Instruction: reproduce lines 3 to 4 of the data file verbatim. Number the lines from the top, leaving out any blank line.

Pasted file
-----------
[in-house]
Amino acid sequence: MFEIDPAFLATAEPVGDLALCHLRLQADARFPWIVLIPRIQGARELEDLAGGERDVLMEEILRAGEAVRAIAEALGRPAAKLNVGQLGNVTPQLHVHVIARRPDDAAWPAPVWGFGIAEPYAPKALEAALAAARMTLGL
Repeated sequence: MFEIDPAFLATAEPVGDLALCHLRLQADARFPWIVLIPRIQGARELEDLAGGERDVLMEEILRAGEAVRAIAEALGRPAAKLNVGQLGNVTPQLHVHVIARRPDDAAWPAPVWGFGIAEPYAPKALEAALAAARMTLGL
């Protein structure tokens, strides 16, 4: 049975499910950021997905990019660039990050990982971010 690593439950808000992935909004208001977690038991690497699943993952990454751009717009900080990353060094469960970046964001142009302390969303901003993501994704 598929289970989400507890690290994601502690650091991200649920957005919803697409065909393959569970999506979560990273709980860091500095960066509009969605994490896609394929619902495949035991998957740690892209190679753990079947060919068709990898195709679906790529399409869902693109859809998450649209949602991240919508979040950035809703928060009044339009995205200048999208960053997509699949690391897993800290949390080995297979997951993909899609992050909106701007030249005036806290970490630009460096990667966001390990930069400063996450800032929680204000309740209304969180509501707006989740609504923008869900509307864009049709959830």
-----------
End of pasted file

Repeated sequence: MFEIDPAFLATAEPVGDLALCHLRLQADARFPWIVLIPRIQGARELEDLAGGERDVLMEEILRAGEAVRAIAEALGRPAAKLNVGQLGNVTPQLHVHVIARRPDDAAWPAPVWGFGIAEPYAPKALEAALAAARMTLGL
């Protein structure tokens, strides 16, 4: 049975499910950021997905990019660039990050990982971010 690593439950808000992935909004208001977690038991690497699943993952990454751009717009900080990353060094469960970046964001142009302390969303901003993501994704 598929289970989400507890690290994601502690650091991200649920957005919803697409065909393959569970999506979560990273709980860091500095960066509009969605994490896609394929619902495949035991998957740690892209190679753990079947060919068709990898195709679906790529399409869902693109859809998450649209949602991240919508979040950035809703928060009044339009995205200048999208960053997509699949690391897993800290949390080995297979997951993909899609992050909106701007030249005036806290970490630009460096990667966001390990930069400063996450800032929680204000309740209304969180509501707006989740609504923008869900509307864009049709959830």